Talk to Neighbors, Avoid Drift

February 23, 2017 09:20 AM
Talk to Neighbors, Avoid Drift

Farmers need to plan ahead and communicate to avoid damaging crops, especially when using dicamba herbicides. Before spraying know the area, communicate with neighbors and take advantage of online resources to ensure you’re taking appropriate precautions for downwind sensitive areas.

“If you damage your neighbor’s field, you can’t take it back, so it’s vital you understand the area where you are applying, identify the sensitive areas and sensitive crops and adhere to the downwind buffer as the label requires,” says Jean Payne, president of the Illinois Fertilizer and Chemical Association.

Herbicide labels require applicators to check for nearby sensitive crops prior to application. FieldWatch is one tool farmers can use to identify areas at risk of drift damage and includes resources for farmers and applicators in Colorado, Delaware, Illinois, Indiana, Iowa, Kansas, Michigan, Minnesota, Missouri, Montana, Nebraska, New Mexico, North Carolina and Wisconsin. is a free resource, but it still requires a username and password. Once logged in, access the DriftWatch portion of the website and to view the type and location of sensitive specialty crops registered in the program. Many organic farms, vineyards and other specialty vegetable crops have registered their fields in an attempt to protect themselves from drift risks.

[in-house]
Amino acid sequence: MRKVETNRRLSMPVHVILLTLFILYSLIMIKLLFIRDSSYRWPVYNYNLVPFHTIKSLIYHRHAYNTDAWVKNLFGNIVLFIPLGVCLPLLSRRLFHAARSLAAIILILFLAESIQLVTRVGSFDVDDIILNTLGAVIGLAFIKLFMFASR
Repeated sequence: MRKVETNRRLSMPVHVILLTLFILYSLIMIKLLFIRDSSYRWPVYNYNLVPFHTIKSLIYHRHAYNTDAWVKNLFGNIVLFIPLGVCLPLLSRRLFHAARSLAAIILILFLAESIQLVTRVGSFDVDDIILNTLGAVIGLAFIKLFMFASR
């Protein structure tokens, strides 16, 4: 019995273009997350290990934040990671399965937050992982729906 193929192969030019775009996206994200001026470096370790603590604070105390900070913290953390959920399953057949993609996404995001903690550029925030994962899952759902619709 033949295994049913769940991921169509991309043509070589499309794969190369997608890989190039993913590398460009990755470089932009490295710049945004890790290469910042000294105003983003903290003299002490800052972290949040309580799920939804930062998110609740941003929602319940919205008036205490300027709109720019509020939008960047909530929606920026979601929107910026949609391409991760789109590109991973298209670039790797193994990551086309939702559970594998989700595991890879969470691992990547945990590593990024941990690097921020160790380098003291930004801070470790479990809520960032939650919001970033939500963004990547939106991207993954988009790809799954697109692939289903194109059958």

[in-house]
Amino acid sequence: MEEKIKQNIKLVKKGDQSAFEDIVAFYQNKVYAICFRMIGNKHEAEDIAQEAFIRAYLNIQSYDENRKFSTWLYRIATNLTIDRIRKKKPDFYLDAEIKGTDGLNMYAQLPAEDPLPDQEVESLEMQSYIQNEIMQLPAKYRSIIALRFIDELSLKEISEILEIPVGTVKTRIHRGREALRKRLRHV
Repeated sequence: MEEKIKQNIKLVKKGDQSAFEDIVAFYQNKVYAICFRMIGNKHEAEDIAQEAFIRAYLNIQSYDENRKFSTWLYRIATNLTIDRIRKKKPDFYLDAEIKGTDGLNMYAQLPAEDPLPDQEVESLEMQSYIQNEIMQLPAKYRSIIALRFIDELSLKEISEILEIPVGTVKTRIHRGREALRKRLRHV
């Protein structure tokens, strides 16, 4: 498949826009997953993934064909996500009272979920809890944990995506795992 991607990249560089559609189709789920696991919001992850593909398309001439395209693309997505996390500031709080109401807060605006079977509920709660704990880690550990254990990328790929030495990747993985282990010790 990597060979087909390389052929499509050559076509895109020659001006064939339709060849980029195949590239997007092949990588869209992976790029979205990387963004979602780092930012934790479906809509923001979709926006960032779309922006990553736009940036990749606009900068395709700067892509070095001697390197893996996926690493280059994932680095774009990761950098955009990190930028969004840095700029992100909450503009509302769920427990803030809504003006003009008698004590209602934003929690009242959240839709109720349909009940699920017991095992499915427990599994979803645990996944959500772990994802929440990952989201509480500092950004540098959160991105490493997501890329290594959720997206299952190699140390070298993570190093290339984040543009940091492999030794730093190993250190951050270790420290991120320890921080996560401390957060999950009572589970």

The website can be used to identify herbicide-sensitive areas where farmers need to be especially mindful of drift. Keep in mind, however – not all sensitive areas will be identified on the website. For example, non-GMO soybeans are not considered a specialty crop and will not be on the website. In the case of non-GMO soybeans or other crops not considered specialty crops, it’s essential to pick up the phone and call neighbors to avoid potential drift damage.

Also remember that planting intentions can change quickly during the season, which could impact downwind risk. A few days before making herbicide applications, double-check crop type and locations with neighboring field owners to avoid a potential catastrophe.

Back to news


Spell Check

No comments have been posted to this News Article